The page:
Put simply, ‘discrimination' is a term in employment law which means that you have been treated less favourably than other employees due to a personal characteristic. If you believe that you are a victim, discrimination solicitors from Oratto will be able to help you decide how to move forward.

With the advent of personal injury claims and the plethora of law firms highlighting the rights of the individual, more and more employees are becoming aware of their rights under employment law.

True discrimination suffered in the workplace can be a deeply upsetting thing to have to go through and this is why the law protects against it. Discrimination solicitors will be able to identify what elements of your treatment have been discriminatory and why.

What does the law protect me from?

The basic grounds on which discrimination is often found are:

  • age
  • sex
  • disability
  • sexual orientation
  • nationality
  • ethnicity
  • religion

In the workplace your rights are protected specifically and you cannot be discriminated against in relation to:

  • employment terms and/or conditions
  • job training
  • recruitment
  • redundancy
  • pay and/or benefits
  • any promotion opportunities which may arise

Your employer must ensure that all employees have equal access to any benefits or opportunities and that their rights under employment law are protected. Contact Oratto member discrimination solicitors for instant advice and support.

Our member lawyers have years of training in employment law which they will use to help your case. We can put you in touch instantly via phone, email or face to face with the right solicitor for you. Having that legal expertise behind you can help you onto the road to discrimination-free employment.

How does discrimination occur?

There are two distinct types of discrimination that can happen in the workplace.

The first is direct discrimination, where an employee is targeted specifically for different and less favourable treatment because of age, race, religion, gender reassignment, sexual orientation etc. These are known as protected characteristics and it is unlawful for an employer to discriminate against individuals with such protected characteristics or if he believes they have certain characteristics (discrimination by perception). Likewise if an employee is discriminated against because of the protected characteristic of a family member, partner, friend or colleague, this is again unlawful (discrimination by association).

The second is indirect discrimination which means that the employer has a policy in place which excludes specific groups from certain benefits. For example, a rule that only people over the age of forty can work on a certain floor, or if only male employees are allowed to apply for promotion.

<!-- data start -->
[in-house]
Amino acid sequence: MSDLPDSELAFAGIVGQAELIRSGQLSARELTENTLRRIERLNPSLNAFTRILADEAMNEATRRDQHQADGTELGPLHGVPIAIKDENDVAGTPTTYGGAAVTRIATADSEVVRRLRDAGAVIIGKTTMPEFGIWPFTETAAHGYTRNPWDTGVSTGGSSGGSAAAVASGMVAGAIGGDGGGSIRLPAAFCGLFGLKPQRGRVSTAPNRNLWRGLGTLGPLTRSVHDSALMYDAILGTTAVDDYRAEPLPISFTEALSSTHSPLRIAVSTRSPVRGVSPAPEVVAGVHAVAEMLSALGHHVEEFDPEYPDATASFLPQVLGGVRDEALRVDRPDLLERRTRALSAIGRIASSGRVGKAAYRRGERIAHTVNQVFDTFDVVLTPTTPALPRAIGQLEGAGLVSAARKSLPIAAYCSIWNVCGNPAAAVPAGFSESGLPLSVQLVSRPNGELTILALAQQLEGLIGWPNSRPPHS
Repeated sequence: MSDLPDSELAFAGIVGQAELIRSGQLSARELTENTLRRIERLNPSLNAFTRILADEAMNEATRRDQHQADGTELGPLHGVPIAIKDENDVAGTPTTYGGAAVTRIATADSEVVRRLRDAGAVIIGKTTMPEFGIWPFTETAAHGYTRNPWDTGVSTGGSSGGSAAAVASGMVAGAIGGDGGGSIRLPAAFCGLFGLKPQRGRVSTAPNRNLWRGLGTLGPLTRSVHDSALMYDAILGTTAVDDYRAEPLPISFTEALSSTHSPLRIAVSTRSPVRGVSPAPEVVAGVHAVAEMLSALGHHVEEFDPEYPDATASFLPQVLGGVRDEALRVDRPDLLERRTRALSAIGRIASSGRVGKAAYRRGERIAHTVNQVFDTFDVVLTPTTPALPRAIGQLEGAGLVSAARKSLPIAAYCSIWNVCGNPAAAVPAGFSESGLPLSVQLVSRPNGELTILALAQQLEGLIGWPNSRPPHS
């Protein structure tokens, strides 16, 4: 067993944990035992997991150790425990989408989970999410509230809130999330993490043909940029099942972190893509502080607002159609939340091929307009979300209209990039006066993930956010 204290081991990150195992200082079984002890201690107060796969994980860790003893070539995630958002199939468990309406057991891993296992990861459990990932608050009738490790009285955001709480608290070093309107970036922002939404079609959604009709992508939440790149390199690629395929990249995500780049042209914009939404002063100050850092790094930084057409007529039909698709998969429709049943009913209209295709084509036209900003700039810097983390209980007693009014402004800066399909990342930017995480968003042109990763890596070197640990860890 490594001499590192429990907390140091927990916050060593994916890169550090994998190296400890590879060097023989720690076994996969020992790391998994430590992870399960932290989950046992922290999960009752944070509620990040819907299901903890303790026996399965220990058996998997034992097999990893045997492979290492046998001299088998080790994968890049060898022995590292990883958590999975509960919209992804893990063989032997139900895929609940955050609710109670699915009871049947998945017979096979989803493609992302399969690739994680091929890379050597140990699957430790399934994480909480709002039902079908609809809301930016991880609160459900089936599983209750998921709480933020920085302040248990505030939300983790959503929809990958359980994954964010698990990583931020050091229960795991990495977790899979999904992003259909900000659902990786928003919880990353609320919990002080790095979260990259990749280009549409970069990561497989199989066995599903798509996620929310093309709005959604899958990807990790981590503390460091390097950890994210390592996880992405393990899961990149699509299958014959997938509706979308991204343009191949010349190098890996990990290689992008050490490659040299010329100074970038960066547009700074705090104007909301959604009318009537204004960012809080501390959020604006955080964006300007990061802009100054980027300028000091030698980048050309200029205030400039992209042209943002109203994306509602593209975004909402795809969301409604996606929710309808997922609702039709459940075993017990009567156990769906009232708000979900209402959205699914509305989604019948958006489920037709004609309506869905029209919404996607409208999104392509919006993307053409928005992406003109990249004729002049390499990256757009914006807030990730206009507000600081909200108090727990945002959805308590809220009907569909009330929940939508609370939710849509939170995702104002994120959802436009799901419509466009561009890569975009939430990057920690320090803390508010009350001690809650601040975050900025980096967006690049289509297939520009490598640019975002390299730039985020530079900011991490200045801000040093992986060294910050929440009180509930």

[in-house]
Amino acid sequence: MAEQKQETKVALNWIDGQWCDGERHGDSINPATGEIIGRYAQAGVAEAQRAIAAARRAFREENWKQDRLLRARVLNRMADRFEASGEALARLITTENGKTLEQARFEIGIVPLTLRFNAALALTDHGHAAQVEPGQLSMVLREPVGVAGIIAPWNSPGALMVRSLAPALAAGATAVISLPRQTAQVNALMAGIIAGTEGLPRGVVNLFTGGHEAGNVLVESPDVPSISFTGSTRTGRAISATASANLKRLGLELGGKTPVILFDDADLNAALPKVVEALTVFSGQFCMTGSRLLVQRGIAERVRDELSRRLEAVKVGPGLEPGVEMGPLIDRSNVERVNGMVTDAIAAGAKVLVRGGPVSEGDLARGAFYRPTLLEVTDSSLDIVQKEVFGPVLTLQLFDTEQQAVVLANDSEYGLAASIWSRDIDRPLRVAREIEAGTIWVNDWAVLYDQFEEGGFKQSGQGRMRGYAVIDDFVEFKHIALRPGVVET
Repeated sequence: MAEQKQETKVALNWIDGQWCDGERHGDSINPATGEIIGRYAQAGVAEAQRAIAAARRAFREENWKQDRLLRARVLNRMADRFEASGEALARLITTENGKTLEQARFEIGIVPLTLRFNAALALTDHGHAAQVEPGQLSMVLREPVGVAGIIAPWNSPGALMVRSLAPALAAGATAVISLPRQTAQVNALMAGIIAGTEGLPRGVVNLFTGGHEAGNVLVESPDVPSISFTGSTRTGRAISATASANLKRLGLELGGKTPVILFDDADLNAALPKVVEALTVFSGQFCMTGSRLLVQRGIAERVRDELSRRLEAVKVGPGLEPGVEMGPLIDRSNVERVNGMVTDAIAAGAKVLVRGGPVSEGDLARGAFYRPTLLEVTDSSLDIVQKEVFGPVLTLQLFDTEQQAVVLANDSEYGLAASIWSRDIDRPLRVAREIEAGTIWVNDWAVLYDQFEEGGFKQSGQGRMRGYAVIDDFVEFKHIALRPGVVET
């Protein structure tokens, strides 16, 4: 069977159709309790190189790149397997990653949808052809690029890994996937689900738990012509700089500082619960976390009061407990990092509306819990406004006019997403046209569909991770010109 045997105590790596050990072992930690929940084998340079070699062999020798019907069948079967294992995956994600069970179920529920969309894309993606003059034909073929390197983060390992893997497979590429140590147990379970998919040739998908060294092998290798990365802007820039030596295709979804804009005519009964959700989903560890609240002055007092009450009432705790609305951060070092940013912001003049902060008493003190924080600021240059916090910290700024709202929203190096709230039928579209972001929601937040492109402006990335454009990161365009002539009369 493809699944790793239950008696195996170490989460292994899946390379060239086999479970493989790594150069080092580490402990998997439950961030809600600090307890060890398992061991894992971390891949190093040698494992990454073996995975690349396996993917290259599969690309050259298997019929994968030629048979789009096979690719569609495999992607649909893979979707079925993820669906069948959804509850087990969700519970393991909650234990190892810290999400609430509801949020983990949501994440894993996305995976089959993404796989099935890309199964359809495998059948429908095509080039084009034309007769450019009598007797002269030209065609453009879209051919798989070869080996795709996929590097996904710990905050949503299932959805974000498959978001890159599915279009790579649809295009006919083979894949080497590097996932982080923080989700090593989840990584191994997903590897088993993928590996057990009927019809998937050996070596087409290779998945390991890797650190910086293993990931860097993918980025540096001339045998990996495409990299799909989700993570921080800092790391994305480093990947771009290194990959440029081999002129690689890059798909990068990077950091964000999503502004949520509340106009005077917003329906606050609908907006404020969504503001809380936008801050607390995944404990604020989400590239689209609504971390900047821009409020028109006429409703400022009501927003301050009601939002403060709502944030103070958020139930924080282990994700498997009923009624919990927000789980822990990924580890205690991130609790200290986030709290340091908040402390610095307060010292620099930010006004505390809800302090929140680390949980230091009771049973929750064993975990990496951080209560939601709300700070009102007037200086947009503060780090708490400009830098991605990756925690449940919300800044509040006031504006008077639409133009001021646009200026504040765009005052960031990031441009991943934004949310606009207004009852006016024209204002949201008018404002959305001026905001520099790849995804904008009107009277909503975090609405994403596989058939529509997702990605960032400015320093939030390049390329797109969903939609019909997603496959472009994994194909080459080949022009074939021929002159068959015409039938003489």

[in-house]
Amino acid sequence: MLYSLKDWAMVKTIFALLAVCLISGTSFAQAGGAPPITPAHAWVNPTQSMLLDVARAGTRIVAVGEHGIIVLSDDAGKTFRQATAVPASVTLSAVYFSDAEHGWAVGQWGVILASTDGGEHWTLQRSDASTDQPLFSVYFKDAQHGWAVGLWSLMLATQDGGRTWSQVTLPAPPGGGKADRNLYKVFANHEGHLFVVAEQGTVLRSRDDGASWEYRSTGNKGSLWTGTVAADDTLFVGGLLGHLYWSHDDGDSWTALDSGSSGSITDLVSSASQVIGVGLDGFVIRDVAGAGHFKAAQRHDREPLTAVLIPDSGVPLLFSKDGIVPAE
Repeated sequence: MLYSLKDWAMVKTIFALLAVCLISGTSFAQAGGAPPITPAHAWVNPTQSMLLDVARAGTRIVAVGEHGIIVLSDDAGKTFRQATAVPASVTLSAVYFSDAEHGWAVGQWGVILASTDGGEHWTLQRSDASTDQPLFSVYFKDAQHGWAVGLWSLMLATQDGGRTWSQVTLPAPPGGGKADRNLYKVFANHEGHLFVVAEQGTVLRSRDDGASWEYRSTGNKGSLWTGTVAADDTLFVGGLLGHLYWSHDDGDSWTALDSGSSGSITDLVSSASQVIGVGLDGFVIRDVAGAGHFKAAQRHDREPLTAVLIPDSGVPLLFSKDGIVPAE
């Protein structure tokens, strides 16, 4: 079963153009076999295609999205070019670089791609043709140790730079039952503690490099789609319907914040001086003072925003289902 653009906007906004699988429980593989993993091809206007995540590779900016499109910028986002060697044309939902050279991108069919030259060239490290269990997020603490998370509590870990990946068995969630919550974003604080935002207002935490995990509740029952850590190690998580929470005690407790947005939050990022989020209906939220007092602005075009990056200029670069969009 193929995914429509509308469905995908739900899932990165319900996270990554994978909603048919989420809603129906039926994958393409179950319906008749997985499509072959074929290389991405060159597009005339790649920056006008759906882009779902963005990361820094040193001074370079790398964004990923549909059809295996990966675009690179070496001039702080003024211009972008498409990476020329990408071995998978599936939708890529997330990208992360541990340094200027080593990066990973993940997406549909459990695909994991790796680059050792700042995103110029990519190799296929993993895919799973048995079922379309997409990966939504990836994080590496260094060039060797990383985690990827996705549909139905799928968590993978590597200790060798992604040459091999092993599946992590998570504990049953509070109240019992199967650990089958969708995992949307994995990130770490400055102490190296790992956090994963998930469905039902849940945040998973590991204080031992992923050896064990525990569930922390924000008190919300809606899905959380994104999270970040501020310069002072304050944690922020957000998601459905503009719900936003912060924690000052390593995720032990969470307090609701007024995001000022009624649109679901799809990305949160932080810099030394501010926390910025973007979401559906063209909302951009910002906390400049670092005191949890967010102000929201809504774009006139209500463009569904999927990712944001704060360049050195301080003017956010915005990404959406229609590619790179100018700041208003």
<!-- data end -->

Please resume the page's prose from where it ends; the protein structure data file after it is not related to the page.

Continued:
Discrimination and disability

Employers are obliged to adhere to employment law rules regarding disability, particularly:

  • accommodating disability in application forms – providing audio or Braille formats
  • providing wheelchair access where necessary
  • ensuring that the correct facilities are in place for disabled access to places such as recreation/refreshment facilities

Is it ever lawful to exclude certain groups of people?

It is, but rarely. Examples of situations like this would include Roman Catholic schools which only accept pupils of the Roman Catholic religion, or treatment centres for Muslim women where only female workers are permitted. Discrimination solicitors will be able to provide details of any public body which has legitimate reason for restricting their choice of employees.

What can I do if I've been discriminated against?

The first thing to do is to establish if you are a victim of discrimination. An Oratto member lawyer will be happy to listen to your individual circumstances and advise accordingly. You can choose which member solicitor you want to engage with; part of our service is ensuring that you are 100% comfortable with your lawyer.

The next stage is to record any incidents of discrimination that you feel have occurred. Details should include where and when it took place and if there were any witnesses. At this point, you may wish to attempt to make an informal approach to the person or persons who are perpetrating the behaviour to try and correct the situation.

If this approach fails, or you feel uncomfortable going directly to the person who is discriminating against you, you should submit a formal complaint via the grievance procedure for your company. At this point legal support becomes invaluable. Oratto member lawyers are highly trained and experienced in what to expect in circumstances like this.

If a meeting is arranged, then you have the right to take a trade union official (if applicable) with you, or a friend or work colleague for support. If it cannot be resolved at this stage, then the next thing to do is to contact ACAS (Advisory, Conciliation and Arbitration Services) for early conciliation. If things remain unresolved then your next move would be to make a formal complaint of unlawful discrimination. This needs to be done within three months of the last event, although if the process is on-going through ACAS then the time limit can be extended.

Discrimation solicitors give you confidence to tackle a multitude of circumstances

It can feel daunting to be taking on a public body, or a multi-million pound company, but it's important to remember that they are bound by employment law rules as much as you are.

Whether you feel you have been discriminated against, or you have suffered harassment or victimisation in the workplace, for practical, focused ideas and support through a stressful process contact Oratto. Call us today by phone, have an online chat or fill in an Oratto Match form so that we can call you back at a time to suit you.

Our member lawyers have the skills and experience to guide you.

Oratto member lawyers – helping to protect your rights in the workplace